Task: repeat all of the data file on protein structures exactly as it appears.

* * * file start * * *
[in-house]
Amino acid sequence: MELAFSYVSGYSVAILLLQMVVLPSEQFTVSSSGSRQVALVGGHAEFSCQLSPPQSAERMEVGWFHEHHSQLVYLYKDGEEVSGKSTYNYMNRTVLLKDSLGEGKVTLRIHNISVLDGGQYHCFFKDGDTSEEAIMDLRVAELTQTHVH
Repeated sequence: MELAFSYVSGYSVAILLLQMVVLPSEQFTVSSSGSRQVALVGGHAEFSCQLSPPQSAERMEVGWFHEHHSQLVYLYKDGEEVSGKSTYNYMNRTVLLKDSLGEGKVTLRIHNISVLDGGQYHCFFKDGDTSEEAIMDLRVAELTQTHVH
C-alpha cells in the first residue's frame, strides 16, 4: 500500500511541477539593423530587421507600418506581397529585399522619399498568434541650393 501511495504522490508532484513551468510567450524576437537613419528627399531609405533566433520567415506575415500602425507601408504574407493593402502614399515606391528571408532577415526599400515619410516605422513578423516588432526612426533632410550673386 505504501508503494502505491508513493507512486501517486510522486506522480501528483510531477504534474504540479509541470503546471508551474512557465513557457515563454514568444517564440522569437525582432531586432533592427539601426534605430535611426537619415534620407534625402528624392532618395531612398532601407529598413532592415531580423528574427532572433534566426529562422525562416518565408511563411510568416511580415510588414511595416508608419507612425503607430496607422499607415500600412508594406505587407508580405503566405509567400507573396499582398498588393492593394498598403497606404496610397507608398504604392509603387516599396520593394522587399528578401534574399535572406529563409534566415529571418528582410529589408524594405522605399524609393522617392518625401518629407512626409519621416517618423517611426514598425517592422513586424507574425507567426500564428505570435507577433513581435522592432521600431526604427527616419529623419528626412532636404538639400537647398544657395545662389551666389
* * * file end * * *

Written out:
[in-house]
Amino acid sequence: MELAFSYVSGYSVAILLLQMVVLPSEQFTVSSSGSRQVALVGGHAEFSCQLSPPQSAERMEVGWFHEHHSQLVYLYKDGEEVSGKSTYNYMNRTVLLKDSLGEGKVTLRIHNISVLDGGQYHCFFKDGDTSEEAIMDLRVAELTQTHVH
Repeated sequence: MELAFSYVSGYSVAILLLQMVVLPSEQFTVSSSGSRQVALVGGHAEFSCQLSPPQSAERMEVGWFHEHHSQLVYLYKDGEEVSGKSTYNYMNRTVLLKDSLGEGKVTLRIHNISVLDGGQYHCFFKDGDTSEEAIMDLRVAELTQTHVH
C-alpha cells in the first residue's frame, strides 16, 4: 500500500511541477539593423530587421507600418506581397529585399522619399498568434541650393 501511495504522490508532484513551468510567450524576437537613419528627399531609405533566433520567415506575415500602425507601408504574407493593402502614399515606391528571408532577415526599400515619410516605422513578423516588432526612426533632410550673386 505504501508503494502505491508513493507512486501517486510522486506522480501528483510531477504534474504540479509541470503546471508551474512557465513557457515563454514568444517564440522569437525582432531586432533592427539601426534605430535611426537619415534620407534625402528624392532618395531612398532601407529598413532592415531580423528574427532572433534566426529562422525562416518565408511563411510568416511580415510588414511595416508608419507612425503607430496607422499607415500600412508594406505587407508580405503566405509567400507573396499582398498588393492593394498598403497606404496610397507608398504604392509603387516599396520593394522587399528578401534574399535572406529563409534566415529571418528582410529589408524594405522605399524609393522617392518625401518629407512626409519621416517618423517611426514598425517592422513586424507574425507567426500564428505570435507577433513581435522592432521600431526604427527616419529623419528626412532636404538639400537647398544657395545662389551666389